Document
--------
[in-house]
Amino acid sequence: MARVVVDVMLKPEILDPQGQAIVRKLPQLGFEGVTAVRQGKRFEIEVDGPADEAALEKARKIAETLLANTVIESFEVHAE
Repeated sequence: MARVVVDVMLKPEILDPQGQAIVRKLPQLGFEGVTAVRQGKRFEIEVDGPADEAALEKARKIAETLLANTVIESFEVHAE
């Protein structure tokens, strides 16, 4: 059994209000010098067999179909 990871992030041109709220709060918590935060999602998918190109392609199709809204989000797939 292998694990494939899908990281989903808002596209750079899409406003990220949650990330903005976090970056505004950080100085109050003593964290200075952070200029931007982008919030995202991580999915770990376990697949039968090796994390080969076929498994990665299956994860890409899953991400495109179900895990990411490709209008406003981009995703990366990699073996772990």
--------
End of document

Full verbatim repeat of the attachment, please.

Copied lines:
[in-house]
Amino acid sequence: MARVVVDVMLKPEILDPQGQAIVRKLPQLGFEGVTAVRQGKRFEIEVDGPADEAALEKARKIAETLLANTVIESFEVHAE
Repeated sequence: MARVVVDVMLKPEILDPQGQAIVRKLPQLGFEGVTAVRQGKRFEIEVDGPADEAALEKARKIAETLLANTVIESFEVHAE
């Protein structure tokens, strides 16, 4: 059994209000010098067999179909 990871992030041109709220709060918590935060999602998918190109392609199709809204989000797939 292998694990494939899908990281989903808002596209750079899409406003990220949650990330903005976090970056505004950080100085109050003593964290200075952070200029931007982008919030995202991580999915770990376990697949039968090796994390080969076929498994990665299956994860890409899953991400495109179900895990990411490709209008406003981009995703990366990699073996772990």